With London Photo Fair and Photo Basel coming up, we are not only looking forward to some excellent photography again, but we are also particularly interested in the people who actually run galleries dedicated to photography, which can be a quite challenging area in the art market. Even more so when you work with emerging and young photographers like Alexey Shifman. Shifman of Russian descent with Jewish roots is an interesting character himself, as his first profession is that of a naval engineer. He uses his mathematicalcal skills and visual knowledge to create a quite unique intellectual mindset for the two galleries he is running: the RAW Streetphoto Gallery in Rotterdam and the Gloss Gallery in Tel Aviv. With the RAW Streetphoto Gallery, he is aiming to to develop a photography movement in Rotterdam and is offering a platform for emerging street photographers. Their current “The Global Circle exhibition“ project was kicked off earlier this year with the worldwide travelling group show called DESTRUCTION, featuring four international young photographers. Many good reasons for us to speak with Mr Shifman before we pay him a visit at Photo Basel this year!
Alexey, you are not only leading the RAW Streetphoto Gallery in Rotterdam, which primarily serves as a platform for street photographers, but also the Gloss Gallery in Tel Aviv. You yourself come from another area professionally. Please give us a brief summary of how this all started and what drives you as a gallerist above all else?
Hi! You are totally right: In my first profession, I am a naval architect who runs two galleries at the same time. Art was always in my life but on a very unconscious level. I never saw myself as an artist. The understanding that there was a possibility of being a curator came much later. In my family’s house, there were many books and as a child, I used to spend endless hours reading books, long weekends in museums and studying engineering science. Art and engineering always existed next to each other until a certain moment in my life.
After that, I found a way of balancing between vessel design and directing an art gallery.
Please explain your focus on street photography and how you define this field?
Personally, I enjoy many different areas of photography, but in my research I did not see the art galleries giving a lot of space to emerging photographers. My question was how an artist can artistically develop if he/she has no place to show an audience the artworks without social media? That way the core value of RAW Streetphoto Gallery came to evidence: it is a place for street and experimental photography. The gallery provides its help to accelerate the artistic career of photographers. This year we are taking part in Photo Basel during the Art Basel week for the first time, so the gallery is developing well.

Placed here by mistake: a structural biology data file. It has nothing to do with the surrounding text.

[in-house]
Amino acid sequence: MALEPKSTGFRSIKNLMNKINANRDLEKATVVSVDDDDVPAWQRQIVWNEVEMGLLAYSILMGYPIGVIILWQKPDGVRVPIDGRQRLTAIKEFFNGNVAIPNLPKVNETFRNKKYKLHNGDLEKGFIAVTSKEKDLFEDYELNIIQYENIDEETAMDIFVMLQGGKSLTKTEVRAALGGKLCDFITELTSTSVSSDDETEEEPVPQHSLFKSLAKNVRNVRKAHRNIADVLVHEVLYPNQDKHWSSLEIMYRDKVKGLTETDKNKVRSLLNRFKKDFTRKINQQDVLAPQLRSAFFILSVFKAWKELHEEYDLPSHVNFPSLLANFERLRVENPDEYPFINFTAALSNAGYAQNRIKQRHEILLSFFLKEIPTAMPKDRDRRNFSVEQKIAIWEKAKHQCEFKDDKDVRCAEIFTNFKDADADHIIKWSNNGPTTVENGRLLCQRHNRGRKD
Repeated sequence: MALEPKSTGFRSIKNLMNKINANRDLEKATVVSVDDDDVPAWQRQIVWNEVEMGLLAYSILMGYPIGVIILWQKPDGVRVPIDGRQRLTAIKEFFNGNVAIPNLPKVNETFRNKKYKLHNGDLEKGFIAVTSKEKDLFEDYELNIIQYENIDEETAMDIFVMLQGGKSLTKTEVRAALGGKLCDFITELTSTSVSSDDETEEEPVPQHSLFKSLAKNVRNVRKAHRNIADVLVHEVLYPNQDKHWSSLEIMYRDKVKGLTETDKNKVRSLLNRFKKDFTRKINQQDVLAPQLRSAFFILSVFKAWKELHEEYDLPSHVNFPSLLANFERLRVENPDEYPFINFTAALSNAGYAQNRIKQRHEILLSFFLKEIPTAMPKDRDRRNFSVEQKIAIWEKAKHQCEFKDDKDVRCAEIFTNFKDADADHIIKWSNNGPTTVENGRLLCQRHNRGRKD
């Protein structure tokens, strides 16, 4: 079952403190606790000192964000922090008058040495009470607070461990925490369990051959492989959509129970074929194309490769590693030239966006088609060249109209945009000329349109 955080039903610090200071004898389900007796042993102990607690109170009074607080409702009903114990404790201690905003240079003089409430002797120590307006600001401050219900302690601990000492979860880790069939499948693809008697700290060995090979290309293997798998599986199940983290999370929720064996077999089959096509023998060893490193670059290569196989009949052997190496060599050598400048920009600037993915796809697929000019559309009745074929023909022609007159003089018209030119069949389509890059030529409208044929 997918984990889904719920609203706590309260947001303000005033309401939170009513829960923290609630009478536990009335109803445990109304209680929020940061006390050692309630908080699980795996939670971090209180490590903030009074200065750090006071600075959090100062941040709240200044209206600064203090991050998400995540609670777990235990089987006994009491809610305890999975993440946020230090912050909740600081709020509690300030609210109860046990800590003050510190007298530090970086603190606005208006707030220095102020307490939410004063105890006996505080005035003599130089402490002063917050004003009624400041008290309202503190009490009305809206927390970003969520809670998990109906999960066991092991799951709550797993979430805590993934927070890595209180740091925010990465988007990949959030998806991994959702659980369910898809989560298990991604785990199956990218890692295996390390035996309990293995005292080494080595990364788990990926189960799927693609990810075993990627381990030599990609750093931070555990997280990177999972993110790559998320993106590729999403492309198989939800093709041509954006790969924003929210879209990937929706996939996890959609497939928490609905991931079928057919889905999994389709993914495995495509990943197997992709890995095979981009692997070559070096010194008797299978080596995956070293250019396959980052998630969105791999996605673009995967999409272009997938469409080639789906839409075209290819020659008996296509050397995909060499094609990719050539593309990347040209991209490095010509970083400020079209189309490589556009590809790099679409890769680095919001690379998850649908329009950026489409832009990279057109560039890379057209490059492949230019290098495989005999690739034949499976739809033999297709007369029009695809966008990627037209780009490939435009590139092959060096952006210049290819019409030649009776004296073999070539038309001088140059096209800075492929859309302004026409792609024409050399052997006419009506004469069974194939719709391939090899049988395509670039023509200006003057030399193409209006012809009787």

The gallery provides its help to accelerate the artistic career of photographers.
This year we are taking part in Photo Basel during the Art Basel week for the first time, so the gallery is developing well.
In the Destruction exhibition, you are showing four international artists with very different positions. You play with the idea and approach that energy never comes out of nowhere and energy never just disappers somewhere – instead it changes its form and we can re-model the reconstructed past theoretically to create a foundation for new constructions or beginnings. I find this approach extremely exciting.
Thank you for the compliment. I love this idea, it comes from astronomy. The principal is that before we get certain energy we need to burn something first. Look at the sun: it gives us energy and life can thrive, while it burns helium to create the heat; going deeper the sun itself was created due to major galaxy catastrophes.
This is a lifecycle that we are part of.
With the Destruction exhibition, I have challenged this idea on a more daily basis: how human destruction of surroundings redefines new life and new creativity.
Please tell us briefly how the idea for this exhibition came about? What was there first, the artists or a vision, and how did you select the artists?
At first, I was reflecting on what I observe around me and where I see it. As the idea of destruction started to become clearer, it was easier to find the artists and curate the works in the exhibition statement direction. It was a very challenging process and creative work at the same time. Reflecting on the source of life is a very passionate thing to do:
The idea that humans and stars are made from the same material! That is fantastic
In your position as a curator, when it comes to this particular energy you are creating in this case, in the form of photography, that can and should serve as an motor – what do you specifically conjecture socially as the outcome of this show?
As a curator, I want to create the artist’s access to a much larger audience as opposed to the reach of a single exhibition: the show was already in Rotterdam, in May it will be in Tel Aviv, later Los Angeles, Mexico City, London and Hong Kong. I love the possibility of showing big ideas on a large scale and having the unique possibility to communicate with audiences around the world. Sharing my observations and fascinations – what can be more motivating!
Global Exhibition: DESTRUCTION | San Serif, Zakaria Wakrim, Hector Jiminez, Edgar Kim
Gloss Gallery, Tel Aviv 16th of May, 2019
Photo Basel: 11th – 16th of June, 2019
Header Photo: San Serif, Tel Aviv
Author: Esther Harrison